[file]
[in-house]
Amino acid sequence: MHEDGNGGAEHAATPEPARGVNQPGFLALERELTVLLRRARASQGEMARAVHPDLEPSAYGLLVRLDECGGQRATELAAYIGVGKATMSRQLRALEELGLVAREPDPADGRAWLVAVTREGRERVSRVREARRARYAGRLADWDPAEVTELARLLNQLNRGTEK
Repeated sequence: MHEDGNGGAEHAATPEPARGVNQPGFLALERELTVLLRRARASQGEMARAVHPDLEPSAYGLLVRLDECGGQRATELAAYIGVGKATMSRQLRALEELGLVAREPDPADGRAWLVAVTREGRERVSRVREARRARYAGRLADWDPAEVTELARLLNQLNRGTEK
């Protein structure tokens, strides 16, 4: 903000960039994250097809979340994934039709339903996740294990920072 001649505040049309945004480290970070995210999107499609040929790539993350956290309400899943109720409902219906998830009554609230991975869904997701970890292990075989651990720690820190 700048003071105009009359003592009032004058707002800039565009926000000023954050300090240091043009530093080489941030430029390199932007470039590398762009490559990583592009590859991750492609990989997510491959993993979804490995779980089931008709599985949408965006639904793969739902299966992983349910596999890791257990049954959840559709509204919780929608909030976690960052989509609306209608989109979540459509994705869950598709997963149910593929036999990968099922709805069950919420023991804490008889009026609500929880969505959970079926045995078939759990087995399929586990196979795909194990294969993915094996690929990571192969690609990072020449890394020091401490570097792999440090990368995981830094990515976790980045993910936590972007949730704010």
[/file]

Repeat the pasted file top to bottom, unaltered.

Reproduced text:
[in-house]
Amino acid sequence: MHEDGNGGAEHAATPEPARGVNQPGFLALERELTVLLRRARASQGEMARAVHPDLEPSAYGLLVRLDECGGQRATELAAYIGVGKATMSRQLRALEELGLVAREPDPADGRAWLVAVTREGRERVSRVREARRARYAGRLADWDPAEVTELARLLNQLNRGTEK
Repeated sequence: MHEDGNGGAEHAATPEPARGVNQPGFLALERELTVLLRRARASQGEMARAVHPDLEPSAYGLLVRLDECGGQRATELAAYIGVGKATMSRQLRALEELGLVAREPDPADGRAWLVAVTREGRERVSRVREARRARYAGRLADWDPAEVTELARLLNQLNRGTEK
């Protein structure tokens, strides 16, 4: 903000960039994250097809979340994934039709339903996740294990920072 001649505040049309945004480290970070995210999107499609040929790539993350956290309400899943109720409902219906998830009554609230991975869904997701970890292990075989651990720690820190 700048003071105009009359003592009032004058707002800039565009926000000023954050300090240091043009530093080489941030430029390199932007470039590398762009490559990583592009590859991750492609990989997510491959993993979804490995779980089931008709599985949408965006639904793969739902299966992983349910596999890791257990049954959840559709509204919780929608909030976690960052989509609306209608989109979540459509994705869950598709997963149910593929036999990968099922709805069950919420023991804490008889009026609500929880969505959970079926045995078939759990087995399929586990196979795909194990294969993915094996690929990571192969690609990072020449890394020091401490570097792999440090990368995981830094990515976790980045993910936590972007949730704010």